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A TALE DARK & GRIMM by Adam Gidwitz

a tale dark and grimmI loved A Tale Dark & Grimm.  That being said I have to also say that I know there are many who may not agree with me.  I LOVE fairytales.  I especially love the original Grimms’ Fairy Tales and read them over and over as a child. I am delighted with Gidwitz’s version for two reasons:  (1) he holds true to the original Grimms’ tales–not shying away from or trying to re-write the more violent punishments and harrowing obstacles in a more palatable way for sensitive readers; and (2) the insertion of a narrator who is able to point out both the thrills and the nonsensical aspects of those very events.

It is for these same two reasons that some readers will not enjoy Gidwitz’z series. (It is comprised of 3 books: A Tale Dark & Grimm, Through a Glass Grimmly and The Grimm Conclusion.)  If you do not enjoy the structure and form of fairytales, this series is not for you.

Gidwitz takes several of the original Grimms’ tales (some well-known, some known only to those of us who read EVERY story in The Complete Grimms’ Fairy Tales), then inserts or alters two of the best known characters (a boy and a girl) and finds a way to weave those same two children throughout every one of the stories he has included, joining them into a single narrative adventure rather than separate stories.  In this case, it’s Hansel and Gretel.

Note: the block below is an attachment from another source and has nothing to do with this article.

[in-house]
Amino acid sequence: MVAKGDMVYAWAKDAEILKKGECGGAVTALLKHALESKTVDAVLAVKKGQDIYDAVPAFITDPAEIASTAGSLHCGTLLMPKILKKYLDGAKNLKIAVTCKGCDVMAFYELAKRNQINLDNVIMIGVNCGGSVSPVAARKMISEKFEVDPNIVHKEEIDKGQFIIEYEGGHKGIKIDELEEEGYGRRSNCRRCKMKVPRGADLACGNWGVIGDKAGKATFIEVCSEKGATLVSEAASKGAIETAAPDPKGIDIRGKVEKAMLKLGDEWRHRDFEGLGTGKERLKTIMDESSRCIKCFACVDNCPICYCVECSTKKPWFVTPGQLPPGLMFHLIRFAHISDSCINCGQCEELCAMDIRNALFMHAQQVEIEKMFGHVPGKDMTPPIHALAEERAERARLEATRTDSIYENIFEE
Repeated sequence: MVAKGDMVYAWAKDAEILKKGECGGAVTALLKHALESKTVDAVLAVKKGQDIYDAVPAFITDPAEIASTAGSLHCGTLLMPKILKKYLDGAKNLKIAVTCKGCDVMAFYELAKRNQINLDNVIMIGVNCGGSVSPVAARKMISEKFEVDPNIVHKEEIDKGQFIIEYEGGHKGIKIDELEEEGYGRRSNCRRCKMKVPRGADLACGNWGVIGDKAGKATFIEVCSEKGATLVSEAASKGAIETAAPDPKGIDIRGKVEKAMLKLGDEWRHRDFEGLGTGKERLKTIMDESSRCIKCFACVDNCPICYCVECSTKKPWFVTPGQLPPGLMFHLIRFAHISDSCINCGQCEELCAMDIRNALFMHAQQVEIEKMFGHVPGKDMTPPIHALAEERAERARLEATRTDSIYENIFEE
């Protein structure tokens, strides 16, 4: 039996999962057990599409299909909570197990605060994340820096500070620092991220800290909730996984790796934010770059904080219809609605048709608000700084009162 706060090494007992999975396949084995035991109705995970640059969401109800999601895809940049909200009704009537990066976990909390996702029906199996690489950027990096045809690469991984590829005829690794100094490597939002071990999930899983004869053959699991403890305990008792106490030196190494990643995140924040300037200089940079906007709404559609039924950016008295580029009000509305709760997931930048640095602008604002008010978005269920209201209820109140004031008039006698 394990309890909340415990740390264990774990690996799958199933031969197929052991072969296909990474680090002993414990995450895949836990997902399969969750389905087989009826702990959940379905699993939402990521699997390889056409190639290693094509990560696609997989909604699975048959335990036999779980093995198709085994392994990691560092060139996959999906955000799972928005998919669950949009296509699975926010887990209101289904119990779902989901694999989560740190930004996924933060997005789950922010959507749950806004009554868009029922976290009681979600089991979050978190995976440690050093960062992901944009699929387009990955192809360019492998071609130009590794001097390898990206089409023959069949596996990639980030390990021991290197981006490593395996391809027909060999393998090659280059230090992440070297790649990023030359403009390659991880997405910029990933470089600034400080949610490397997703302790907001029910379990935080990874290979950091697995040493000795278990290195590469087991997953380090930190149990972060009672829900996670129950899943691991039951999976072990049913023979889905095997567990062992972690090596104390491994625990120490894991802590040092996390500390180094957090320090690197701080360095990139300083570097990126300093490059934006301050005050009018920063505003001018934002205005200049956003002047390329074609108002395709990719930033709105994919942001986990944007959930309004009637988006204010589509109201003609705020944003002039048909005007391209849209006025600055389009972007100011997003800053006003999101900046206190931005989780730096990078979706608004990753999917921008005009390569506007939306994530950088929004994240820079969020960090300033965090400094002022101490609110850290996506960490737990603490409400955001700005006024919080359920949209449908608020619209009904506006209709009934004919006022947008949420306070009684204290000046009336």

My children (ages 9 & 11) and I listened to A Tale Dark & Grimm as an audiobook in the car.  We couldn’t stop laughing at the narrator’s contributions and we all loved the plots of the fairytales themselves.  For me it was a new twist to stories I already love and for my children it was a delightful introduction to the form, structure and tenor of fairytales on a higher level than when they were small.  We are reading the second book now at bedtime and loving it just as much!

This book is funny and light-hearted, very specific about good and evil in its plot and characters (the way ALL good fairytales are) and–be warned–does contain descriptions that some parents (and young readers) will find unacceptable.  In Aschenputtel, the original Grimm version of Cinderella, the stepsisters walk down the bridal aisle before their now-happily-ever-after stepsister and have their eyes pecked out by birds as punishment for their cruelty to her.  As a child, my mother refused to read that part of the story to my sister and I because she thought it too violent.  If you also find this story development unacceptable, this is not the book for you.  If you are like me and revel in the best fairytales mixed with a dash of clever humor, grab A Tale Dark & Grimm and dive in!


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